The U.S. Supreme Court is scheduled to hear the Hobby Lobby founders' case against the Health and Human Services (HHS) mandate on March 25. The Justice Department appealed to the Supreme Court after the 10th Circuit Court of Appeals had ruled in favor of the Green family's for-profit business in September of last year.
Hobby Lobby employs 28,000 people in over 500 stores nationwide. Its Christian founders operate their business with a faith-based mindset and are known for treating their employees very graciously. The HHS mandate for businesses to provide abortive contraception measures in employee health benefit plans puts the Greens in a difficult position: they must either deny their faith or be fined in excess of $1 million per day if they do not comply with the legislation.
In a short video, the Greens explain how their business came to be and why it is so closely associated with their faith. CEO David Green relayed the family's Christ-exalting hopes for the company in its earliest stages: "Our faith was very important in our starting this company, because we had a real sense - Barbara and I - that God had this purpose in our life," he says. His son Steve, who serves as president of Hobby Lobby, agrees - "We believe that the principles that are taught Scripturally are what we should operate our lives by, so it naturally flows over into the business," he says.
Hobby Lobby is closed on Sundays, and only operates 66 hours per week in order to give employees a better work-life balance. Because it is a for-profit business, the Greens are subject to the HHS mandate which goes against their Christian beliefs. "This is an issue of life," Steve says - "We cannot be a part of taking life, and so to be in a situation where our government is telling us that we have to be is incredible."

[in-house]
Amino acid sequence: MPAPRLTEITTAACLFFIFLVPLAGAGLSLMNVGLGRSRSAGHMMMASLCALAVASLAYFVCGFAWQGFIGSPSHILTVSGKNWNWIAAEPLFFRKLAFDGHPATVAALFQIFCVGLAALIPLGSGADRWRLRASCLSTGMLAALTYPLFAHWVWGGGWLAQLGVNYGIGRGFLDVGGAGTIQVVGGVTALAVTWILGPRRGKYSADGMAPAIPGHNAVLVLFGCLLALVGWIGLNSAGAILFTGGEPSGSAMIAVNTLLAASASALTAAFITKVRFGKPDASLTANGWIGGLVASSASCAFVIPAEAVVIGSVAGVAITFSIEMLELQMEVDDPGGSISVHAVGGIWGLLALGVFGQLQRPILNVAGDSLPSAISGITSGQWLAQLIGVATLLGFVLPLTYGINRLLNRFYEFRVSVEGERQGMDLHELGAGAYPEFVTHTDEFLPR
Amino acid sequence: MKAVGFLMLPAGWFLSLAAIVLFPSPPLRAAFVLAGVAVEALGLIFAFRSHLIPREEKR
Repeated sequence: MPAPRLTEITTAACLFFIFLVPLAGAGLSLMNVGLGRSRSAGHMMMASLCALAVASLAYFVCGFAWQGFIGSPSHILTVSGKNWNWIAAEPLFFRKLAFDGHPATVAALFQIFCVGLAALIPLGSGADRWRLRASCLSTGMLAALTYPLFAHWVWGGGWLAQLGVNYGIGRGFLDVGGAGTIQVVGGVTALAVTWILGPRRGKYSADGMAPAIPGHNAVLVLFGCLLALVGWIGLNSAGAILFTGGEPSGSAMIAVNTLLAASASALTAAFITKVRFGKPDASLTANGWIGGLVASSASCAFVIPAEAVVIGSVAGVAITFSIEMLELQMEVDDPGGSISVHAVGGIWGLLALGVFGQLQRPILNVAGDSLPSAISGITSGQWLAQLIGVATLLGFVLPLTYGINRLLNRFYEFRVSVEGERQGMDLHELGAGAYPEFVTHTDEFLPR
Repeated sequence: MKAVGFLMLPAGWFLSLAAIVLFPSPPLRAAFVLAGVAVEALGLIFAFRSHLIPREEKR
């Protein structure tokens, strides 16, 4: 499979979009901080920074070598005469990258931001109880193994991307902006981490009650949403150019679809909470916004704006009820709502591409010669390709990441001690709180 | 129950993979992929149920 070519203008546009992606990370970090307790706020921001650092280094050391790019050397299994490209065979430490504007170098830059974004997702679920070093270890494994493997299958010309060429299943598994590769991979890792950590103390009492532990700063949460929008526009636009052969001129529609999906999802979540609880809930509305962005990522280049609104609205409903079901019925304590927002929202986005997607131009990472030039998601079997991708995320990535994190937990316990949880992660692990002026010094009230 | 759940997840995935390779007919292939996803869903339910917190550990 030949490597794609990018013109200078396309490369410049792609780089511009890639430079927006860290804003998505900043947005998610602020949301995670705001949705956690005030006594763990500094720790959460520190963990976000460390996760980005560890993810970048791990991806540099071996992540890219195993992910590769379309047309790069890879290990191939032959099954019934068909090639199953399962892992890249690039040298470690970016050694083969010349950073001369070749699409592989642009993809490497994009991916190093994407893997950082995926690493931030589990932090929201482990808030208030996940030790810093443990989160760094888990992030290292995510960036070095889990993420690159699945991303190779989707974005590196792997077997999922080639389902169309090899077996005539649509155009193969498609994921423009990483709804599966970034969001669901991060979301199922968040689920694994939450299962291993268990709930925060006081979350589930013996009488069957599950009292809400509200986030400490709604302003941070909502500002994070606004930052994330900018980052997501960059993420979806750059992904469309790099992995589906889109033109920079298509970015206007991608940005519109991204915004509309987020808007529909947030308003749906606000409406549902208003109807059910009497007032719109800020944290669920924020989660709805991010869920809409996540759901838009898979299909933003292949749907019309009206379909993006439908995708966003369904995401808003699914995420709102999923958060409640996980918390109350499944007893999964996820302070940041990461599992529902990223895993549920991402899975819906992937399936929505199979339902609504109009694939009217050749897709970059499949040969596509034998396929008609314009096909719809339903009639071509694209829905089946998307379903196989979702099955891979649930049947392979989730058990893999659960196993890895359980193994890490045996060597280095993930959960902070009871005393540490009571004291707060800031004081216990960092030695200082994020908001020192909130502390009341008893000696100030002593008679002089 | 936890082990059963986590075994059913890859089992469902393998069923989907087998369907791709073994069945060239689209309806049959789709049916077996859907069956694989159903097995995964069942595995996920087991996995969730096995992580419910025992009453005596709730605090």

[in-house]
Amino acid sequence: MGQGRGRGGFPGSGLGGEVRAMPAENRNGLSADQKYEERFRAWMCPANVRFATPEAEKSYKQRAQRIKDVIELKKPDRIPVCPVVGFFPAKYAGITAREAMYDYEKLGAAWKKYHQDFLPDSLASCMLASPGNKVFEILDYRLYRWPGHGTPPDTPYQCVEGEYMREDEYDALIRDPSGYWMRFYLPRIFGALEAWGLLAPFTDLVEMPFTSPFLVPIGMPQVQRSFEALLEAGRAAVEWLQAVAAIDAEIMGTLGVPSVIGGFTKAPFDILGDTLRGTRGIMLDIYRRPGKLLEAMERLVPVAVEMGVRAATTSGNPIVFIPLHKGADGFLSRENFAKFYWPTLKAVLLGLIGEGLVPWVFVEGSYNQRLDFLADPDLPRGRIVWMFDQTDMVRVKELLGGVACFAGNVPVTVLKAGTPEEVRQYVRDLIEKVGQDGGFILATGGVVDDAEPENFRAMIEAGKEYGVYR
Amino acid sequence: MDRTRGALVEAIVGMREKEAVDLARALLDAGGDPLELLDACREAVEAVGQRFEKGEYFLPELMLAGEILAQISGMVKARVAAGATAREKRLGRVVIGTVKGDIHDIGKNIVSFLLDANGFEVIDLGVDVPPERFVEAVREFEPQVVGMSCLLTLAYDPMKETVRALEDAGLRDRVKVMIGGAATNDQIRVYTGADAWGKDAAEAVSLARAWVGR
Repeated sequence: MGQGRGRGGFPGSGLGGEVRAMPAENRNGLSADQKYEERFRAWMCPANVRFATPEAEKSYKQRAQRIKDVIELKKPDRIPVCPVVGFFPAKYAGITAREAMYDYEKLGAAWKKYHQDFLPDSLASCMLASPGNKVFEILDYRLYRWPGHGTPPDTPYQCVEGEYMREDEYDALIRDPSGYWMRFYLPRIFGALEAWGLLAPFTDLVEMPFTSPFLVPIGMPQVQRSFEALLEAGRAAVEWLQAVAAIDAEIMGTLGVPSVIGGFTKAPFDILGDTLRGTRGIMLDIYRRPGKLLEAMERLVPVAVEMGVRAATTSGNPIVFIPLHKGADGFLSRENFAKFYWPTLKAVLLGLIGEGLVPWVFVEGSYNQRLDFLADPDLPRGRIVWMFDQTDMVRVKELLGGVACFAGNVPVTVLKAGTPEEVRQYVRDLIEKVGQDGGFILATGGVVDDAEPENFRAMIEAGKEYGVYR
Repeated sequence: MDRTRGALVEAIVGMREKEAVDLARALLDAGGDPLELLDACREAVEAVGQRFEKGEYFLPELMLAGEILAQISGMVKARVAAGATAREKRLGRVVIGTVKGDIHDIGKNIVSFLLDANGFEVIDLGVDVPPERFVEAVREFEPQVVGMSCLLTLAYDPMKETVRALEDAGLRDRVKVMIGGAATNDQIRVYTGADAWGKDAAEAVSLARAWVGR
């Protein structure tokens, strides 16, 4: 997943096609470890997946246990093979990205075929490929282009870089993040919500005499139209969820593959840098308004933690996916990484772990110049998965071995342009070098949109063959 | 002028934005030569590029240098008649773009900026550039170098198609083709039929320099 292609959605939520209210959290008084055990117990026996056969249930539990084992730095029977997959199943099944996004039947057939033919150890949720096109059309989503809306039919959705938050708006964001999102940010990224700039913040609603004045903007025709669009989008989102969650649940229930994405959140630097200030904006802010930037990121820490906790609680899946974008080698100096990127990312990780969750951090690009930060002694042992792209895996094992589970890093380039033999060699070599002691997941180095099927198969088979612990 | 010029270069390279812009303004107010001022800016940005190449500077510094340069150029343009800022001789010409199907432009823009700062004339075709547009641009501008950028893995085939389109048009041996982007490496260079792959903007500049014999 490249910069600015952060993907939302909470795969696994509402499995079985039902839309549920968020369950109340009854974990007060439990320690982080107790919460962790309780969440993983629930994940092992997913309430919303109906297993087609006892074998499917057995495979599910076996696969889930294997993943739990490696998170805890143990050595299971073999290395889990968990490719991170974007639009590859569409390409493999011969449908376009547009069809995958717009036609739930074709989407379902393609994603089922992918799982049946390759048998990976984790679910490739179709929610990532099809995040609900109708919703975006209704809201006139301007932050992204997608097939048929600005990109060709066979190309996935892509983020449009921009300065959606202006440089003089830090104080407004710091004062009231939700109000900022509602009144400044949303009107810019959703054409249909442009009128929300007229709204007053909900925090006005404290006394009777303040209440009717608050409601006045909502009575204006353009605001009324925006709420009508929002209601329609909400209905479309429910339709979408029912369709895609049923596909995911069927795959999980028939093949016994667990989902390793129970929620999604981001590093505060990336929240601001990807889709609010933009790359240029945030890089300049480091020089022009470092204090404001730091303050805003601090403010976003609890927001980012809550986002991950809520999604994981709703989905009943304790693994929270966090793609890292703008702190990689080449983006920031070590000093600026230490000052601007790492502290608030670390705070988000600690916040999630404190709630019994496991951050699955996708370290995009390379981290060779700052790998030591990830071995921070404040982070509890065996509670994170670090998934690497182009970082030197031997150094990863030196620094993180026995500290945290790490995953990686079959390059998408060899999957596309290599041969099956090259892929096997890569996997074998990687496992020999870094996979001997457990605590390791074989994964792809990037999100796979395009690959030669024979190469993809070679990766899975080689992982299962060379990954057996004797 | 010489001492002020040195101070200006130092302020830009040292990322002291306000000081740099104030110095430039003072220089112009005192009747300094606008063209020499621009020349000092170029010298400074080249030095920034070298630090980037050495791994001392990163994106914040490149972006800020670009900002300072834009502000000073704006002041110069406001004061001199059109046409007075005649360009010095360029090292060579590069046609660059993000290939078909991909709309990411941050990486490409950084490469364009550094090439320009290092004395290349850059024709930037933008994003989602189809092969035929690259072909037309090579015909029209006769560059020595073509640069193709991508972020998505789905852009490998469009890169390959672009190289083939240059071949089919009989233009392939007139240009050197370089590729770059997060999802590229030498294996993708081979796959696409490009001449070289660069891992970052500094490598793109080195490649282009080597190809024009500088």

The main argument that the case will settle is whether the freedom of religious expression applies to for-profit businesses, as well as individuals. The Green family believes that they are protected under the First Amendment and the Religious Freedom Restoration Act (RFRA), which guarantees persons - whether individuals or businesses - the right to the free exercise of religion. It reads:
"Government shall not substantially burden a person's exercise of religion even if the burden results from a rule of general applicability," which includes "any exercise of religion, whether or not compelled by, or central to, a system of religious belief."
Government lawyers argue that the RFRA "does not entitle [Hobby Lobby] to any exemption for the corporations based on their individual religious belief." The Green's lawyers assert that there is no clause exempting businesses from having freedom of religious expression, however. For instance, the freedom of speech is given to both individuals and to The New York Times.
The National Catholic Register reports that there are 46 additional for-profit businesses that have also filed suit, which includes "Family Talk" radio host Dr. James Dobson and the University of Notre Dame.
"The government is forcing us to choose between following our faith and following the law. I say that's a choice no American and no American business should have to make," says Hobby Lobby's CEO.